Jake Kaplan was proud to put his heart and “soul” into the latest film by Pixar, the legendary animation studio.
That movie, titled Soul, was released on Christmas Day and is currently streaming on the Disney+ subscription-based streaming service.
Soul is a family movie directed by Academy Award winner Pete Docter (Inside Out, Up). It follows the story of Joe Gardner, a middle school band teacher and jazz musician.
While celebrating getting a gig with Dorothea Williams, a famous musician he has idolized since he was a child, he stumbles down a manhole, putting him into a coma, and thus, thrusting him into The Great Before—a place where new souls get their personalities, quirks and interests before they go to Earth.
While he’s there, Joe embarks on a journey where he learns the true meaning of life while helping a soul named 22, who has never understood the appeal of the human experience.
Kaplan, who lived in Ewing for 19 years from infancy, had two roles working on the movie. For the first year and a half, he worked in the art department, which produced character designs, set designs and more.
His job as a coordinator was to take in inventory that comes in from the story department, identify what needed to be designed, and distribute the inventory among his team. At one time, he had anywhere from 5 to 20 artists on his team. Once completed, he would pass his team’s finished projects onto the next department.
Kaplan’s second role for the last few months working on Soul was as coordinator within the sets department.
“What we did in the Sets Department was we would use those designs that came from the art department, and we would build all of those New York streets, that Soul landscape with all of the personality pavilions that activated when the baby souls went through them,” Kaplan said. “Anything you saw in the background as a set piece had to be built.”
As a sets coordinator, Kaplan decided who built each of the sets, as well as how each project was handed off to the lighting department to bring the beautiful landscapes together. Through working in both departments, he got to see how the animation came together.
“I got on the film very early in production,” Kaplan said. “We didn’t even know what it was going to look like. I got to work with the art team as they built what it would look like. It was crazy to watch how it evolved.”
Kaplan and those working on the movie embark on many adventures to help educate themselves on the introspective and thoughtful storyline, as a way to produce a more authentic movie.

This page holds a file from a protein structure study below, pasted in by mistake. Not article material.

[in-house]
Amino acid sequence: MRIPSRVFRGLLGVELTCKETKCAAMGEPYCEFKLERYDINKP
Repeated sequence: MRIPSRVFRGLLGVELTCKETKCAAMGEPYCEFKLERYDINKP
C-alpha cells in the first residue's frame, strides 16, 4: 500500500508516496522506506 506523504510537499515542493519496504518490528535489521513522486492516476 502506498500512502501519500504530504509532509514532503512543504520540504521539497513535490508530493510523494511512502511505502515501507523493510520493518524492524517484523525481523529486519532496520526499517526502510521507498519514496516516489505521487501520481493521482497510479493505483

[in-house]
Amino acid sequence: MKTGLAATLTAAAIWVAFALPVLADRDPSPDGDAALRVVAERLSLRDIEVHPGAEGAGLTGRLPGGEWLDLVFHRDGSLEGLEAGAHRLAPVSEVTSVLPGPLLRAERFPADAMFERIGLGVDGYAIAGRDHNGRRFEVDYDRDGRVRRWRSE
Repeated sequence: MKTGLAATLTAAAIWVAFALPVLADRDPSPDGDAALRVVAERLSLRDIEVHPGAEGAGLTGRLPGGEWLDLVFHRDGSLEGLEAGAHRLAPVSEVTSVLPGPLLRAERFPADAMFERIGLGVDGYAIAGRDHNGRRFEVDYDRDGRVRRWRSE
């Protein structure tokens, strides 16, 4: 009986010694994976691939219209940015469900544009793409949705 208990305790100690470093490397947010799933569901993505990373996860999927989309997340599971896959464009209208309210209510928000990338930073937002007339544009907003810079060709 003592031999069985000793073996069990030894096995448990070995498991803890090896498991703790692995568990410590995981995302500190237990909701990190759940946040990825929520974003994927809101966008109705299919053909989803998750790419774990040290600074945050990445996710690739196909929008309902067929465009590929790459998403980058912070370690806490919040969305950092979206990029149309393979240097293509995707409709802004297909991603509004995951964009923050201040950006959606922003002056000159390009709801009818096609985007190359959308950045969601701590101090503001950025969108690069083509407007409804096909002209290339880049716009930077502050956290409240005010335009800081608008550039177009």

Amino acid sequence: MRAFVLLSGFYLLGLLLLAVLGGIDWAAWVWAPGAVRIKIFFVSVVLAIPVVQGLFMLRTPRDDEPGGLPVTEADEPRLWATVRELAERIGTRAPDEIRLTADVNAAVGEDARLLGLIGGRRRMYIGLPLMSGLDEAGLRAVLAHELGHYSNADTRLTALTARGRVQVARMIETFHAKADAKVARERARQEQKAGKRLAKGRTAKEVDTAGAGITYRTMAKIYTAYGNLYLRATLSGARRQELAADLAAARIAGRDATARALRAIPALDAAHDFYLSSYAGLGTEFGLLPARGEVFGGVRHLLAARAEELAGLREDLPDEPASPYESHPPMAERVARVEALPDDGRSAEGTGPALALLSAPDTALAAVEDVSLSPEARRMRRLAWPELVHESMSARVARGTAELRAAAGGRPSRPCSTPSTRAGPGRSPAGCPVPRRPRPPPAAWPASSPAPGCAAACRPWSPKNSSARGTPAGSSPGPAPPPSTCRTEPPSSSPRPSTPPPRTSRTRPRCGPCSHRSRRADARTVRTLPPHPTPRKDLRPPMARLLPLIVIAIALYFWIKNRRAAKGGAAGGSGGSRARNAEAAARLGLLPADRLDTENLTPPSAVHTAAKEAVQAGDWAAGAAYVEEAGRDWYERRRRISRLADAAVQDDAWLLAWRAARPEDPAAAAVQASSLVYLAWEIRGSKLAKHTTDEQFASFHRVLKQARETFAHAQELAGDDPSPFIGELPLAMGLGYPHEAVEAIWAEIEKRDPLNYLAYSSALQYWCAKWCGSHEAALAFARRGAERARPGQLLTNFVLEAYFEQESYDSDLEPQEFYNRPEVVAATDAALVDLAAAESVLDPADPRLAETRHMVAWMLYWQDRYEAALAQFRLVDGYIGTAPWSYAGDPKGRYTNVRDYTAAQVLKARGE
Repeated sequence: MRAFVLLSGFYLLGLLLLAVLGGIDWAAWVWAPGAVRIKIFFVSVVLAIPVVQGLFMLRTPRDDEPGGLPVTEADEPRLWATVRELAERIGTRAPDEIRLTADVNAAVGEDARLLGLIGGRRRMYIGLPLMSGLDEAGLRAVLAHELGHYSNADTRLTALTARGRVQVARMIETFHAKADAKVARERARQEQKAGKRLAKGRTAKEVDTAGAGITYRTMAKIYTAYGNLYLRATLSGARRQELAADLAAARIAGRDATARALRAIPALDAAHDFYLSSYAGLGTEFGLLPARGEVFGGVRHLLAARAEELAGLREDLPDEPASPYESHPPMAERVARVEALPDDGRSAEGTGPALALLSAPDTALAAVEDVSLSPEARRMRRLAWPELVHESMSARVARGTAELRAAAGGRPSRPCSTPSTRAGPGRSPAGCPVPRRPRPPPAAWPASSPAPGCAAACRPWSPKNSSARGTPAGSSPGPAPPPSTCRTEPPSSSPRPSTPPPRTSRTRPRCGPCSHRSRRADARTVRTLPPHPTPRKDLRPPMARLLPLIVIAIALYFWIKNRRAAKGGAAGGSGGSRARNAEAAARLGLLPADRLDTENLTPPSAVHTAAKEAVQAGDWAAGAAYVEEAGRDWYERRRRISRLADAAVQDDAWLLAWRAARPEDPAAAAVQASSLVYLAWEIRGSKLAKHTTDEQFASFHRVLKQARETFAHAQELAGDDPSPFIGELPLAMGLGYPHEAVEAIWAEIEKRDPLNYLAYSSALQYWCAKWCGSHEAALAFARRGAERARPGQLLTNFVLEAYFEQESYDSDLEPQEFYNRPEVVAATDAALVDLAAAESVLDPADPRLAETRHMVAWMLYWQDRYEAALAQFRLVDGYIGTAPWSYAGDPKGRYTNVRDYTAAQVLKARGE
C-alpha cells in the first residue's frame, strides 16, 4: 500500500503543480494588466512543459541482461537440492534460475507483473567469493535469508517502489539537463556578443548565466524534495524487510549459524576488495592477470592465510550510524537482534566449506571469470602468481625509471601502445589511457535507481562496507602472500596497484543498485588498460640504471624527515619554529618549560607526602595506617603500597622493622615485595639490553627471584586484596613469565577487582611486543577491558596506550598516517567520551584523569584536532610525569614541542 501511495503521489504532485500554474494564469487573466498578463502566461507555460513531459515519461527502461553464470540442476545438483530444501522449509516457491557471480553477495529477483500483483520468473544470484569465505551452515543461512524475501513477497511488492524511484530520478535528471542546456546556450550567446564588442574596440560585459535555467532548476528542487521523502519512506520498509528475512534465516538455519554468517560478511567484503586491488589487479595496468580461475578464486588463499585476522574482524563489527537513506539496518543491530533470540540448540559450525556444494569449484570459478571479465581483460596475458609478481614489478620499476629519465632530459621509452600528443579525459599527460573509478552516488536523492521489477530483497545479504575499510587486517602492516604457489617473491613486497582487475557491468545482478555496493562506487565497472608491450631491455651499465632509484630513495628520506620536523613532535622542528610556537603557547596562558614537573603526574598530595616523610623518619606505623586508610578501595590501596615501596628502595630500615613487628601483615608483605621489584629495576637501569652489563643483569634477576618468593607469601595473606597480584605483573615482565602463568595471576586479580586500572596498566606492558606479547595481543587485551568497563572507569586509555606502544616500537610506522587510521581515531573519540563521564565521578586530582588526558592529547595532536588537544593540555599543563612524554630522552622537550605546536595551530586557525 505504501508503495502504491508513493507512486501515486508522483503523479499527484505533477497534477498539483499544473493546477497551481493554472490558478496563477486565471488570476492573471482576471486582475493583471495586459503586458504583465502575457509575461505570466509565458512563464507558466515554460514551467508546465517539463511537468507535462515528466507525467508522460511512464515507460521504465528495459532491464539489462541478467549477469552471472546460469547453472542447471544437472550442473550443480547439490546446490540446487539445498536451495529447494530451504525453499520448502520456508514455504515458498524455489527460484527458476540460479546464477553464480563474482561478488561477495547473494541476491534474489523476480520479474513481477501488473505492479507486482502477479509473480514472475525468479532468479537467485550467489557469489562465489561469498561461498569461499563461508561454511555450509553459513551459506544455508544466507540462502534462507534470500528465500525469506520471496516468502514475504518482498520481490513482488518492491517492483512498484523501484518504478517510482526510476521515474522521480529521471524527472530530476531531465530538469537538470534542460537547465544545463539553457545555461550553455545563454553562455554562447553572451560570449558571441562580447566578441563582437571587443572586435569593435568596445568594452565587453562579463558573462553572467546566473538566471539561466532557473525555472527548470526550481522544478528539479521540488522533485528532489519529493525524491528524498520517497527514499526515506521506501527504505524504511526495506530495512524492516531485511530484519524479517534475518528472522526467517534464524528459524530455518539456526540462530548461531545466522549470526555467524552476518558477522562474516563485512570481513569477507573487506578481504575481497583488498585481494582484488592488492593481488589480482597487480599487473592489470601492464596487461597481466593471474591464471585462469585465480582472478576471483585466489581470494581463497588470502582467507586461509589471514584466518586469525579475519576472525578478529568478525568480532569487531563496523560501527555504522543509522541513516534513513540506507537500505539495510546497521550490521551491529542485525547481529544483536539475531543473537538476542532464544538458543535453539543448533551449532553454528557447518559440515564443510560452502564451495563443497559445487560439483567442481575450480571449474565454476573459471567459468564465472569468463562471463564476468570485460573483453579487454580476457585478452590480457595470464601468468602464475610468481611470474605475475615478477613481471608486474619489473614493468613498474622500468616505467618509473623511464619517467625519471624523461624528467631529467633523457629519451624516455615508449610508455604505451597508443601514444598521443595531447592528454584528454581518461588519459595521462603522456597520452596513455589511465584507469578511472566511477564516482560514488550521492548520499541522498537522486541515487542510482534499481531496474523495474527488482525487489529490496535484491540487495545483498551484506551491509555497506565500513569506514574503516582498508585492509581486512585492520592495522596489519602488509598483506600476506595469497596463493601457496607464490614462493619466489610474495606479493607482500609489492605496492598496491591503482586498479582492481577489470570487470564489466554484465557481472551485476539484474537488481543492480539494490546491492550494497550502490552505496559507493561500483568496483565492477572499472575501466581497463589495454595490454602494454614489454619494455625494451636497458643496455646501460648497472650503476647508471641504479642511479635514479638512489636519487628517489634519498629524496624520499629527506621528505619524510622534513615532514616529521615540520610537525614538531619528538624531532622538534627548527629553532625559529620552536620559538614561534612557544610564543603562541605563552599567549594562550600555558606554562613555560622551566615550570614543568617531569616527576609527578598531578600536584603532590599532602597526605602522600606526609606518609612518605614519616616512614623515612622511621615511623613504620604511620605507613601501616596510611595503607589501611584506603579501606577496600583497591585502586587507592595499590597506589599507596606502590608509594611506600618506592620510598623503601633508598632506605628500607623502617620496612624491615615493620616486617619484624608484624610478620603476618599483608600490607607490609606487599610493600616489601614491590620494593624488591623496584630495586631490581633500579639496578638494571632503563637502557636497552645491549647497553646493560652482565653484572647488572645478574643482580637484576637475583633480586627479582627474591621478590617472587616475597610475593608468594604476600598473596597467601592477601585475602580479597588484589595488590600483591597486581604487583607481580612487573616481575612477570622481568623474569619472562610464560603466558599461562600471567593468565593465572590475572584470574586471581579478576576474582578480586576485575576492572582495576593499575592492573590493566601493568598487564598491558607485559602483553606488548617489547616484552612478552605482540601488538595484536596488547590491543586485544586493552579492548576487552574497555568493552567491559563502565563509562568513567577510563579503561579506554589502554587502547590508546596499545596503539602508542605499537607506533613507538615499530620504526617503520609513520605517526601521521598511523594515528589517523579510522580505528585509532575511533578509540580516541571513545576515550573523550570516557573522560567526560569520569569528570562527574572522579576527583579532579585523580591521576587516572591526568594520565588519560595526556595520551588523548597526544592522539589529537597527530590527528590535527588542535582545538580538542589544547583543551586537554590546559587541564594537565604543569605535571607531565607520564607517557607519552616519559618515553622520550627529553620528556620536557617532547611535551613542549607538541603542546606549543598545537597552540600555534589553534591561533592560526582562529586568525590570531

They experienced guided meditations, learned about anesthesia, and even which colors derive from which notes in relation to music. Even some of the normal conversations that take place in the art and set reviews were unique to Soul.
“These art reviews and set reviews that we normally have are just, ‘Isn’t it pretty? What would you change?’” Kaplan described. “But with “Soul,” they were more, ‘Does this capture what it means to embody the meaning of life?’”
When he was younger, Kaplan always saw himself working in smaller Indie studios, producing smaller productions and movies. He never imagined working under the Disney umbrella, or as a coordinator, especially for a movie quite as big and as popular as Soul.
“I had no clue,” Kaplan said. “I had no idea I would work for Pixar one day, but I’m happy I do.”
Even after his incredible experiences with Pixar in Oakland, California, Kaplan still speaks highly of New Jersey. He continues to love his hometown in Ewing, even without any relatives remaining in the Garden State.
“I love the little New Jersey circle we live in,” Kaplan described. “It feels like family. It feels like home.”
Kaplan was a resident of Ewing for 19 years. He moved there in 1994 when he was an infant, and lived in town until 2013. He attended Lore Elementary School, and after that he went to Chapin School in Lawrence Township.
After his years at Chapin, he transferred to George School in Newtown, Pennsylvania. Kaplan attended the School of Visual Arts in New York City, where he earned a degree in animation.
As early as elementary school, Kaplan loved animation and art. Inspired by animated TV shows and movies, he began to draw at a young age.
“Ask any of my elementary school teachers,” Kaplan stated. “They’ll tell you I was always doodling cartoons all over every test and paper.”
Kaplan’s father worked as a line producer for MTV and America’s Most Wanted, while Kaplan was growing up, which was one of the reasons Kaplan went into entertainment, although the decision to pursue animation was made because of his passion.
“My father was a huge influence on why I wanted to go into entertainment,” Kaplan said. “Animation was something I was particularly interested in from watching it on the TV every Saturday.”
Kaplan worked as a social media intern at the Office of Communications for the School of Visual Arts during his senior year of college. While he was there, he found out that Pixar was visiting another department at the school, but managed to get a meeting with one of the recruiters. This led to an internship right out of college, which led to his current job as a coordinator for Pixar. The first film he worked on at Pixar was Incredibles 2.
From his time spent at Pixar, Kaplan speaks highly of the company. He described the company as “alive,” due to the high numbers of people working on projects. Along with his job, he participates in many activities through the student resource groups.
“There’s always something exciting happening at the studio,” Kaplan described. “It’s so much fun. It’s a really great place, and the people are what makes it incredible.”